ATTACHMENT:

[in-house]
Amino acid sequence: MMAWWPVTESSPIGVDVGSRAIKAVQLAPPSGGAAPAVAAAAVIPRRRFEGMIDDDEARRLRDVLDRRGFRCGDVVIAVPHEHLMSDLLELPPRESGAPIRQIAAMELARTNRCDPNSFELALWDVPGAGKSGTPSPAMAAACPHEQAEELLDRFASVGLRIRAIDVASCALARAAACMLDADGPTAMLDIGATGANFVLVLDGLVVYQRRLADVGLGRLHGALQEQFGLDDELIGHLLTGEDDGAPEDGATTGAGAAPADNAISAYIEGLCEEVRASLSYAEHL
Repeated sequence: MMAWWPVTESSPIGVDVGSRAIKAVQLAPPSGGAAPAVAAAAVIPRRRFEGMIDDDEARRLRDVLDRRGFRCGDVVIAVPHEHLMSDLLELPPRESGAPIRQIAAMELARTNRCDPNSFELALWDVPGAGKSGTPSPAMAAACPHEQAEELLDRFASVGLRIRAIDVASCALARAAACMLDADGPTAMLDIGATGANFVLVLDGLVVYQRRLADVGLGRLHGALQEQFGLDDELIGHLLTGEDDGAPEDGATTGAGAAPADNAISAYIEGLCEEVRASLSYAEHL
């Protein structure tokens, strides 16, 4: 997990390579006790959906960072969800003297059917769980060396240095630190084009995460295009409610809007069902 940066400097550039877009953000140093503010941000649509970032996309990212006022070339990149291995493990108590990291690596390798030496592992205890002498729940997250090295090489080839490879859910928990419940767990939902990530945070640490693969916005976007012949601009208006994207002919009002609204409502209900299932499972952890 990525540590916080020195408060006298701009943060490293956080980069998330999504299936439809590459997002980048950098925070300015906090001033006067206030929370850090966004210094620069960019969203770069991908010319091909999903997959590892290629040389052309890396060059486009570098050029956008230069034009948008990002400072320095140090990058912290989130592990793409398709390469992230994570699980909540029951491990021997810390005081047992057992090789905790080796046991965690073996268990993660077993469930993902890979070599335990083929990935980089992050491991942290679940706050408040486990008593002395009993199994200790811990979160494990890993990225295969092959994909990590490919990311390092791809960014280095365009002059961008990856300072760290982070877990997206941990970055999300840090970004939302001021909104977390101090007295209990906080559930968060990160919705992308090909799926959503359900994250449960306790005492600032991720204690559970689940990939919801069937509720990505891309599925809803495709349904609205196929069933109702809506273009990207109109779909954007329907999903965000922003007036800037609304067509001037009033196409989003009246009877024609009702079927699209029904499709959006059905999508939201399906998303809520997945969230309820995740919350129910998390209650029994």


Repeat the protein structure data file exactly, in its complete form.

[in-house]
Amino acid sequence: MMAWWPVTESSPIGVDVGSRAIKAVQLAPPSGGAAPAVAAAAVIPRRRFEGMIDDDEARRLRDVLDRRGFRCGDVVIAVPHEHLMSDLLELPPRESGAPIRQIAAMELARTNRCDPNSFELALWDVPGAGKSGTPSPAMAAACPHEQAEELLDRFASVGLRIRAIDVASCALARAAACMLDADGPTAMLDIGATGANFVLVLDGLVVYQRRLADVGLGRLHGALQEQFGLDDELIGHLLTGEDDGAPEDGATTGAGAAPADNAISAYIEGLCEEVRASLSYAEHL
Repeated sequence: MMAWWPVTESSPIGVDVGSRAIKAVQLAPPSGGAAPAVAAAAVIPRRRFEGMIDDDEARRLRDVLDRRGFRCGDVVIAVPHEHLMSDLLELPPRESGAPIRQIAAMELARTNRCDPNSFELALWDVPGAGKSGTPSPAMAAACPHEQAEELLDRFASVGLRIRAIDVASCALARAAACMLDADGPTAMLDIGATGANFVLVLDGLVVYQRRLADVGLGRLHGALQEQFGLDDELIGHLLTGEDDGAPEDGATTGAGAAPADNAISAYIEGLCEEVRASLSYAEHL
């Protein structure tokens, strides 16, 4: 997990390579006790959906960072969800003297059917769980060396240095630190084009995460295009409610809007069902 940066400097550039877009953000140093503010941000649509970032996309990212006022070339990149291995493990108590990291690596390798030496592992205890002498729940997250090295090489080839490879859910928990419940767990939902990530945070640490693969916005976007012949601009208006994207002919009002609204409502209900299932499972952890 990525540590916080020195408060006298701009943060490293956080980069998330999504299936439809590459997002980048950098925070300015906090001033006067206030929370850090966004210094620069960019969203770069991908010319091909999903997959590892290629040389052309890396060059486009570098050029956008230069034009948008990002400072320095140090990058912290989130592990793409398709390469992230994570699980909540029951491990021997810390005081047992057992090789905790080796046991965690073996268990993660077993469930993902890979070599335990083929990935980089992050491991942290679940706050408040486990008593002395009993199994200790811990979160494990890993990225295969092959994909990590490919990311390092791809960014280095365009002059961008990856300072760290982070877990997206941990970055999300840090970004939302001021909104977390101090007295209990906080559930968060990160919705992308090909799926959503359900994250449960306790005492600032991720204690559970689940990939919801069937509720990505891309599925809803495709349904609205196929069933109702809506273009990207109109779909954007329907999903965000922003007036800037609304067509001037009033196409989003009246009877024609009702079927699209029904499709959006059905999508939201399906998303809520997945969230309820995740919350129910998390209650029994």